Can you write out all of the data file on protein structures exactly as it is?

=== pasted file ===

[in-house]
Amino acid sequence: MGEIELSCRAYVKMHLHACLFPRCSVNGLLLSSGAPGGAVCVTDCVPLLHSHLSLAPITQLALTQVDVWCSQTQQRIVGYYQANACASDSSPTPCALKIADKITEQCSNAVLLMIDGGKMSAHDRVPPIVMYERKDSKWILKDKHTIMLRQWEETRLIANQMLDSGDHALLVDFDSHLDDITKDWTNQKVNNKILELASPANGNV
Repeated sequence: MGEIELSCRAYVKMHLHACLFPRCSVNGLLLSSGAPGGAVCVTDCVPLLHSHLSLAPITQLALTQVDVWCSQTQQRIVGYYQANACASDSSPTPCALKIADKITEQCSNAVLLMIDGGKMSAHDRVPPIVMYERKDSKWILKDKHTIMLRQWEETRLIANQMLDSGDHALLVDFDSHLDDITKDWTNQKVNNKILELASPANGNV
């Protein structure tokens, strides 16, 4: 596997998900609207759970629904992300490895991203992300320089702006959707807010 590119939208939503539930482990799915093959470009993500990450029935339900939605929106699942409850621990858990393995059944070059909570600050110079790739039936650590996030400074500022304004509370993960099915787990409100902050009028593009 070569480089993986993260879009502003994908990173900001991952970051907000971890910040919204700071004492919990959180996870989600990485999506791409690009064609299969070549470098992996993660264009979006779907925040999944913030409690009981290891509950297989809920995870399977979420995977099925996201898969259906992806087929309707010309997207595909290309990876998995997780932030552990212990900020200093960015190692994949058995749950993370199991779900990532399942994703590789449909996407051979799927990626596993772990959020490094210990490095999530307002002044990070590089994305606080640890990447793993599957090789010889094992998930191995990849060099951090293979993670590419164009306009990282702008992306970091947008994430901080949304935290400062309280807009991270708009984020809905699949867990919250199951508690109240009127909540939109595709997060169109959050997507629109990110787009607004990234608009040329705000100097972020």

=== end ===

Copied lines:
[in-house]
Amino acid sequence: MGEIELSCRAYVKMHLHACLFPRCSVNGLLLSSGAPGGAVCVTDCVPLLHSHLSLAPITQLALTQVDVWCSQTQQRIVGYYQANACASDSSPTPCALKIADKITEQCSNAVLLMIDGGKMSAHDRVPPIVMYERKDSKWILKDKHTIMLRQWEETRLIANQMLDSGDHALLVDFDSHLDDITKDWTNQKVNNKILELASPANGNV
Repeated sequence: MGEIELSCRAYVKMHLHACLFPRCSVNGLLLSSGAPGGAVCVTDCVPLLHSHLSLAPITQLALTQVDVWCSQTQQRIVGYYQANACASDSSPTPCALKIADKITEQCSNAVLLMIDGGKMSAHDRVPPIVMYERKDSKWILKDKHTIMLRQWEETRLIANQMLDSGDHALLVDFDSHLDDITKDWTNQKVNNKILELASPANGNV
């Protein structure tokens, strides 16, 4: 596997998900609207759970629904992300490895991203992300320089702006959707807010 590119939208939503539930482990799915093959470009993500990450029935339900939605929106699942409850621990858990393995059944070059909570600050110079790739039936650590996030400074500022304004509370993960099915787990409100902050009028593009 070569480089993986993260879009502003994908990173900001991952970051907000971890910040919204700071004492919990959180996870989600990485999506791409690009064609299969070549470098992996993660264009979006779907925040999944913030409690009981290891509950297989809920995870399977979420995977099925996201898969259906992806087929309707010309997207595909290309990876998995997780932030552990212990900020200093960015190692994949058995749950993370199991779900990532399942994703590789449909996407051979799927990626596993772990959020490094210990490095999530307002002044990070590089994305606080640890990447793993599957090789010889094992998930191995990849060099951090293979993670590419164009306009990282702008992306970091947008994430901080949304935290400062309280807009991270708009984020809905699949867990919250199951508690109240009127909540939109595709997060169109959050997507629109990110787009607004990234608009040329705000100097972020």